Sky Mavis and its players have generated $2.05 billion in sales to date for Axie Infinity, an nonfungible token (NFT) game, according to measurement firm DappRadar.
The game uses NFTs to uniquely identify cute characters. Players spend real money to acquire those characters and engage in battles with other players. They can level up the characters and sell them to other players, and that generates income for the players.
The capability to earn money in games is called “play-to-earn,” and it has taken off in a variety of ways. DappRadar has been tracking the space and it said that Axie Infinity has hit No. 1 in NFT collectibles.
More than 615,000 traders have bought or sold Axie Infinity NFTs in 4.88 million transactions. This means that an average transaction for an Axie Infinity NFT is worth about $420. All of this is pretty amazing for a company that had $100,000 in sales in January.
Axie Infinity’s rise
Axie Infinity grew rapidly early on in the Philippines, where people in rural communities realized they could make three times the minimum wage in a month by playing Axie Infinity and cashing out their proceeds. That proved out the play-to-earn model (which I call the Leisure Economy) at a time when the pandemic had eliminated a lot of jobs.
Axie Infinity’s primary function is as a game, not an NFT collection. Despite that, Axies manage to beat big names in the NFT collectibles space like CryptoPunks, Art Blocks, and NBA Top Shot, DappRadar said. Axie Infinity is steadily building a lead on CryptoPunks, as the latter is lagging with an all-time volume of $1.29 billion.
Axie Infinity’s collection generated more than $765 million in sales, representing about 83% of the total volume of game NFT sales in August. Interestingly, activity for Axie Infinity continues to grow, despite the rising prices for in-game NFTs. While in May, DappRadar reported that the average transaction within the Axie Infinity NFT collection was $226, this value has almost doubled now. Players need to own at least three Axie characters to play. The game now has 1.5 million daily active players, DappRadar said.
As a play-to-earn game, Axie Infinity relies on its AXS governance token and SLP utility token. Players can earn the latter through gameplay, and then sell it to other users who need SLP to create new Axies.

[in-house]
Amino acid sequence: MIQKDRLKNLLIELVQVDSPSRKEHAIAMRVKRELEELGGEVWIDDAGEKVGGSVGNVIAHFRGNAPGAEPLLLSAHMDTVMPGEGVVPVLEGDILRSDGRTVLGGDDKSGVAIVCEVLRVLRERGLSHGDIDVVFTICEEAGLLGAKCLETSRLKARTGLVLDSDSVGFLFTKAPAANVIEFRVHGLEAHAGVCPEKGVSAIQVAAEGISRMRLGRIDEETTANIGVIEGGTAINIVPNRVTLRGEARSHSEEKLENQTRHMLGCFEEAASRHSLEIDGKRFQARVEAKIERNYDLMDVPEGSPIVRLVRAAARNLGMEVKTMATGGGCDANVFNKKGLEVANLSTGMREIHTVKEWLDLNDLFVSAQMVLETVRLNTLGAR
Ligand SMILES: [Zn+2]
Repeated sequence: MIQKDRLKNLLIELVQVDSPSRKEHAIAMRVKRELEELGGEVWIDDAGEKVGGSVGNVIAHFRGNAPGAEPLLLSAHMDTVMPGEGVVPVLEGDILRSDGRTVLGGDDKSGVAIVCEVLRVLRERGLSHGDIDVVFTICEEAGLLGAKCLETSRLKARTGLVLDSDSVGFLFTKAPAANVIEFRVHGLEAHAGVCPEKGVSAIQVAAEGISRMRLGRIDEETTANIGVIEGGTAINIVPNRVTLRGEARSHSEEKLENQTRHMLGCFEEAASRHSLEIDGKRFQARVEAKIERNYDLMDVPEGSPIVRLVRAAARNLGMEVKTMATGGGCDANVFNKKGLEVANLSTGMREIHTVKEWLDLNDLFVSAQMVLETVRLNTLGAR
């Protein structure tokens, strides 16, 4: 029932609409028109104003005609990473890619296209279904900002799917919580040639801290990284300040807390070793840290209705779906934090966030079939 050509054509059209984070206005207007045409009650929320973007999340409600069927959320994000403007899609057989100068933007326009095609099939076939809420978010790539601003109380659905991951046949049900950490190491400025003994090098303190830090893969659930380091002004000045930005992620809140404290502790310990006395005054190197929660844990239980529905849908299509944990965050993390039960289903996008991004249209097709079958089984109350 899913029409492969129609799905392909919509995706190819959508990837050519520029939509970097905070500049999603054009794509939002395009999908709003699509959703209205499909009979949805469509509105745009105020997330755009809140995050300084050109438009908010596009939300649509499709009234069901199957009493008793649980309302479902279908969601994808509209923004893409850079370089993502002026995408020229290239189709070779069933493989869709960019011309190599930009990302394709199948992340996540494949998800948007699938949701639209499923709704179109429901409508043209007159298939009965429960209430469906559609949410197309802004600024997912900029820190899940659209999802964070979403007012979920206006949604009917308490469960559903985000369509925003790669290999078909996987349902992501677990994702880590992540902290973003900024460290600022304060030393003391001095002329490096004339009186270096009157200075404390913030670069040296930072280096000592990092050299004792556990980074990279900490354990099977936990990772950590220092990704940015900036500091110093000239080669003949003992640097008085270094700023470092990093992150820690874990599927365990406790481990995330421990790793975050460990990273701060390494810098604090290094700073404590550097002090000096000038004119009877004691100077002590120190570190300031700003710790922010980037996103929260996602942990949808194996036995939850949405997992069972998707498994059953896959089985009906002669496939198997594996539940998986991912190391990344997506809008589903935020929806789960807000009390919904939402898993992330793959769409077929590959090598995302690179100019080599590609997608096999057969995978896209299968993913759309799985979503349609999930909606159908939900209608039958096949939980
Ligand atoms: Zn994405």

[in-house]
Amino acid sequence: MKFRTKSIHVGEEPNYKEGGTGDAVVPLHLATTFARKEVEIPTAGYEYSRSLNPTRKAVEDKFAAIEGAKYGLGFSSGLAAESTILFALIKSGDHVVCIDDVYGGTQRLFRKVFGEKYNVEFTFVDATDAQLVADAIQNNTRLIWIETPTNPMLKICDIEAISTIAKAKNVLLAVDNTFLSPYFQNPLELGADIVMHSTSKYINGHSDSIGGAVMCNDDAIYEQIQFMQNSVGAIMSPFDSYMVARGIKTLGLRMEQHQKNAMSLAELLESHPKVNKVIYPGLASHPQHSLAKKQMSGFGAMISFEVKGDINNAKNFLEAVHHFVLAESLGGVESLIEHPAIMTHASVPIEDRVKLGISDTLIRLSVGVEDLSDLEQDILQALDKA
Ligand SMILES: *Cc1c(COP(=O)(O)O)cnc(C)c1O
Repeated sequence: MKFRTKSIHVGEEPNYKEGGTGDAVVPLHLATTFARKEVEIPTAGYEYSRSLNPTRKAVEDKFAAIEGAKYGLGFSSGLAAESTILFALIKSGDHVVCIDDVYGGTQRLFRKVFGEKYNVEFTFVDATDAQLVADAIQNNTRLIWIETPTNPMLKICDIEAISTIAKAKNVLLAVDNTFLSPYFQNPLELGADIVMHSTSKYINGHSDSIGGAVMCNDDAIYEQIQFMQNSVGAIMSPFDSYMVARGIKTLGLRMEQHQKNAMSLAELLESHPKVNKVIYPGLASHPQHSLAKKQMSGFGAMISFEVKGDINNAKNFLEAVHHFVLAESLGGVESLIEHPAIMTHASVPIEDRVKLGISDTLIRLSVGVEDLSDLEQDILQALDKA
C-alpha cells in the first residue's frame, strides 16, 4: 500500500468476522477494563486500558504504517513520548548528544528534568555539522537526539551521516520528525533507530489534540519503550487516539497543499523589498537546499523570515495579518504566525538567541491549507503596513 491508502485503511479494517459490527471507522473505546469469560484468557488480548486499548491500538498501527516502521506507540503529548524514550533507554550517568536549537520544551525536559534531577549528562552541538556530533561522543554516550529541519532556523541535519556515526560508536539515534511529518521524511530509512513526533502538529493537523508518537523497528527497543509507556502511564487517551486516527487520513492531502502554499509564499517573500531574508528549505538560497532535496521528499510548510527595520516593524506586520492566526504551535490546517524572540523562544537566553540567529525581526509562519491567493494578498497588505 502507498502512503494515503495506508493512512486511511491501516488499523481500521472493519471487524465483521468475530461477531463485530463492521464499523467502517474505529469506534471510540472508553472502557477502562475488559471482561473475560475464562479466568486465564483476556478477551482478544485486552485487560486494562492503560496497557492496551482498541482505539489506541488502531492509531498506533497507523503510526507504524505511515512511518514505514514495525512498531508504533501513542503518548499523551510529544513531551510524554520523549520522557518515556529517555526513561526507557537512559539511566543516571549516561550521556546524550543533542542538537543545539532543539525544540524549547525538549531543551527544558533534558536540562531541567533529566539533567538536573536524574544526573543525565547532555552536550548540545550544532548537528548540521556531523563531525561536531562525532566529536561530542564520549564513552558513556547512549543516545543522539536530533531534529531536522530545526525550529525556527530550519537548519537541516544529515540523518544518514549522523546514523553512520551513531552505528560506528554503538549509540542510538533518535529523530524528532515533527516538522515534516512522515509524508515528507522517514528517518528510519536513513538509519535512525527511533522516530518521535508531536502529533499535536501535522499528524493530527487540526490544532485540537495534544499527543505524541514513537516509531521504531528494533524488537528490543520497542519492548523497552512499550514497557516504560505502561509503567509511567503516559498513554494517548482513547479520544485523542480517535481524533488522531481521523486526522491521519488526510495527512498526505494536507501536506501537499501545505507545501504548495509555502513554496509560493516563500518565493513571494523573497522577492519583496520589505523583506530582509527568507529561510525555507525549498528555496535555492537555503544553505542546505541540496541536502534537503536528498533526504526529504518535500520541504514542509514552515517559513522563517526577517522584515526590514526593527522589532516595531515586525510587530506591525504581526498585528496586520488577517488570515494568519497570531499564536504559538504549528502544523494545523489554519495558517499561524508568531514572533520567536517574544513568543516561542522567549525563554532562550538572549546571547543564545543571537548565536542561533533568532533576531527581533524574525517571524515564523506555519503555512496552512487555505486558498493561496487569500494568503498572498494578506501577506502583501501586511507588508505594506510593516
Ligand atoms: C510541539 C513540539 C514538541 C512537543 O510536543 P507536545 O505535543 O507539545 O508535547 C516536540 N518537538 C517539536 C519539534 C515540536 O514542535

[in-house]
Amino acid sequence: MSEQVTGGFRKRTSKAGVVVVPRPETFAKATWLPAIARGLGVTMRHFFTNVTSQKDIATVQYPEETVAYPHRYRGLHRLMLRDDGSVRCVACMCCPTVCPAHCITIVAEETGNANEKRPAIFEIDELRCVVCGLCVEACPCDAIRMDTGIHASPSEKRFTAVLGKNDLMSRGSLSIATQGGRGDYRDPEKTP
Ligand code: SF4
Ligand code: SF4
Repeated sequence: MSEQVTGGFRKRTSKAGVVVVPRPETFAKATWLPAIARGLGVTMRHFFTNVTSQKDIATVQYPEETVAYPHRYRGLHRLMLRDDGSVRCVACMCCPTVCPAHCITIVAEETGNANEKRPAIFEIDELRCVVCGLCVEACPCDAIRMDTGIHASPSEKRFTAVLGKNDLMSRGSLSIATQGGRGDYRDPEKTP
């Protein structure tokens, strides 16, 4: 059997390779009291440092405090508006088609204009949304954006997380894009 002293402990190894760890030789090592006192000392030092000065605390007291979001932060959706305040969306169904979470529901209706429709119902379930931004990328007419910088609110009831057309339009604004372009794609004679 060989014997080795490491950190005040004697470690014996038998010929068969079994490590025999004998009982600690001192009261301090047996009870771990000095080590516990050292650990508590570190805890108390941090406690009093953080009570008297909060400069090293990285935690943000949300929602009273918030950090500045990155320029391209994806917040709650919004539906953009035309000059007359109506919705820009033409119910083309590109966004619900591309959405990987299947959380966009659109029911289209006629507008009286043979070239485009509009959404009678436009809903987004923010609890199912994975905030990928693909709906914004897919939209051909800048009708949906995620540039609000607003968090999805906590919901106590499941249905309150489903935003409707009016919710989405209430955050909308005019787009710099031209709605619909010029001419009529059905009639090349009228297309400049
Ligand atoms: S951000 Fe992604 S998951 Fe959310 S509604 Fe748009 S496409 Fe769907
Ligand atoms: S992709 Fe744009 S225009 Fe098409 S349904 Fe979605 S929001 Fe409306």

On September 4, AXS hit an all-time high of $93.68, according to CoinGecko data, a crypto data firm. At the time of publishing, the governance token is trading for $68.51. On the other hand, SLP has gone up more than 7% in the past 24 hours. One Smooth Love Potion (the currency you earn in the game for engaging in and winning battles) is now worth $0.087, down 78% from its all-time high two months ago.
Sky Mavis is now working on a new game mode, which will enable users to test the game for free.
The NFT boom
Sky Mavis raised $7.5 million in May with backers included billionaire investor and Dallas Mavericks owner Mark Cuban.
The Vietnamese studio set out to take part in the mass migration toward NFT games. These have exploded in other applications such as art, sports collectibles, and music. NBA Top Shot (a digital take on collectible basketball cards) is one example. Built by Dapper Labs, NBA Top Shot has surpassed $710 million in sales. And an NFT digital collage by the artist Beeple sold at Christie’s for $69.3 million. Investors are pouring money into NFTs, and some of those investors are game fans. During the first half of the year, NFT sales topped $2.5 billion.
NFTs use the blockchain to uniquely identify and authenticate digital objects, allowing companies to create NFT-based collectibles that can be sold based on rarity. When Axie Infinity started three years ago, almost nobody cared or understood what an NFT was.
The team was a band of missionaries (mostly based in Vietnam) who believed that NFTs would enable new types of games, said cofounder Jeff Zirlin (who will speak at our GamesBeat Summit Next event. Just as mobile gaming unlocked new design spaces and player archetypes, so too would NFT games. These games won’t look like the games of the past and will require an entirely new perspective and skillset to build, they believed.
They also believed property rights incentivized players to act more like founders and employees rather than users. These rights include being able to sell your game assets to anyone in the world, earning liquid tokens for playing/contributing, and being able to own a piece of the game you’re playing. If you spend money in a game like Axie Infinity, it was more like making an investment, as you might make money on that investment later on by selling what you bought.
They also believe that play-to-earn unlocks new types of work around digital metaverse economies, just as Uber, Airbnb, and DoorDash created new types of jobs and professions. I wrote about Gabby Dizon’s Yield Guild Games as one of the groups of players that is playing Axie Infinity in order to make a living.
Some players in the guild can afford more Axies, or the currency in the game, and they can lend them out to players who don’t can’t afford them. Those players can then use them to generate more Axies, and they will keep a large percentage of the tokens earned that way, and the rest goes to the guild. The guilds can also acquire land, and its players can build out their plots and then the whole guild benefits from the resources generated on that land.